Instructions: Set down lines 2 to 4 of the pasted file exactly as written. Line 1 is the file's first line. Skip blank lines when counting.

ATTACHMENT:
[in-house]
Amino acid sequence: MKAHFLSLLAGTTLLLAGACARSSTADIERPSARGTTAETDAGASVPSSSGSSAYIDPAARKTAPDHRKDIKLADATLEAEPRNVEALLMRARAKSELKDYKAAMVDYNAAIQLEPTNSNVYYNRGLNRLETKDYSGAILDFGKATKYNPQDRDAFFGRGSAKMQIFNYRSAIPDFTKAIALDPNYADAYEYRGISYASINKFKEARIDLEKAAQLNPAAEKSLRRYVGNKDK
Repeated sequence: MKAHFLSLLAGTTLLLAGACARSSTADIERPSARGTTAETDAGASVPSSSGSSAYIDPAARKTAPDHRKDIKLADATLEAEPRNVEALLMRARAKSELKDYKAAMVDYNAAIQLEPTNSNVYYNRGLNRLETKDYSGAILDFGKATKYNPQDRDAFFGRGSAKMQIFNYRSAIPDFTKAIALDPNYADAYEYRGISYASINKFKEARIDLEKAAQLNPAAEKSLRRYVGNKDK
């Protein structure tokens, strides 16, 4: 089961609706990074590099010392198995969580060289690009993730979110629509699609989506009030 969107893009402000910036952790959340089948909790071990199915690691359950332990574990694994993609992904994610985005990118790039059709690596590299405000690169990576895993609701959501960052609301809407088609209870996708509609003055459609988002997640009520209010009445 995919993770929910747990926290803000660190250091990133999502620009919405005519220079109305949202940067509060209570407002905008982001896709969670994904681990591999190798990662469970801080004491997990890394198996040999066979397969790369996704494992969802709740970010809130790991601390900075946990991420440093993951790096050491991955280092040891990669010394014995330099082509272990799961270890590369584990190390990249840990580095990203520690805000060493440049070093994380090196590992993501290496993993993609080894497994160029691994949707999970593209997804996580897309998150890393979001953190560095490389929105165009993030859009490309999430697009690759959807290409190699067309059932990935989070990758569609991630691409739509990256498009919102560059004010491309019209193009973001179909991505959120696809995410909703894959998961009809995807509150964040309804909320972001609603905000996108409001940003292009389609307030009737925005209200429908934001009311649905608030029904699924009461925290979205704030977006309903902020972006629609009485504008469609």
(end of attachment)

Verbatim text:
Amino acid sequence: MKAHFLSLLAGTTLLLAGACARSSTADIERPSARGTTAETDAGASVPSSSGSSAYIDPAARKTAPDHRKDIKLADATLEAEPRNVEALLMRARAKSELKDYKAAMVDYNAAIQLEPTNSNVYYNRGLNRLETKDYSGAILDFGKATKYNPQDRDAFFGRGSAKMQIFNYRSAIPDFTKAIALDPNYADAYEYRGISYASINKFKEARIDLEKAAQLNPAAEKSLRRYVGNKDK
Repeated sequence: MKAHFLSLLAGTTLLLAGACARSSTADIERPSARGTTAETDAGASVPSSSGSSAYIDPAARKTAPDHRKDIKLADATLEAEPRNVEALLMRARAKSELKDYKAAMVDYNAAIQLEPTNSNVYYNRGLNRLETKDYSGAILDFGKATKYNPQDRDAFFGRGSAKMQIFNYRSAIPDFTKAIALDPNYADAYEYRGISYASINKFKEARIDLEKAAQLNPAAEKSLRRYVGNKDK
């Protein structure tokens, strides 16, 4: 089961609706990074590099010392198995969580060289690009993730979110629509699609989506009030 969107893009402000910036952790959340089948909790071990199915690691359950332990574990694994993609992904994610985005990118790039059709690596590299405000690169990576895993609701959501960052609301809407088609209870996708509609003055459609988002997640009520209010009445 995919993770929910747990926290803000660190250091990133999502620009919405005519220079109305949202940067509060209570407002905008982001896709969670994904681990591999190798990662469970801080004491997990890394198996040999066979397969790369996704494992969802709740970010809130790991601390900075946990991420440093993951790096050491991955280092040891990669010394014995330099082509272990799961270890590369584990190390990249840990580095990203520690805000060493440049070093994380090196590992993501290496993993993609080894497994160029691994949707999970593209997804996580897309998150890393979001953190560095490389929105165009993030859009490309999430697009690759959807290409190699067309059932990935989070990758569609991630691409739509990256498009919102560059004010491309019209193009973001179909991505959120696809995410909703894959998961009809995807509150964040309804909320972001609603905000996108409001940003292009389609307030009737925005209200429908934001009311649905608030029904699924009461925290979205704030977006309903902020972006629609009485504008469609």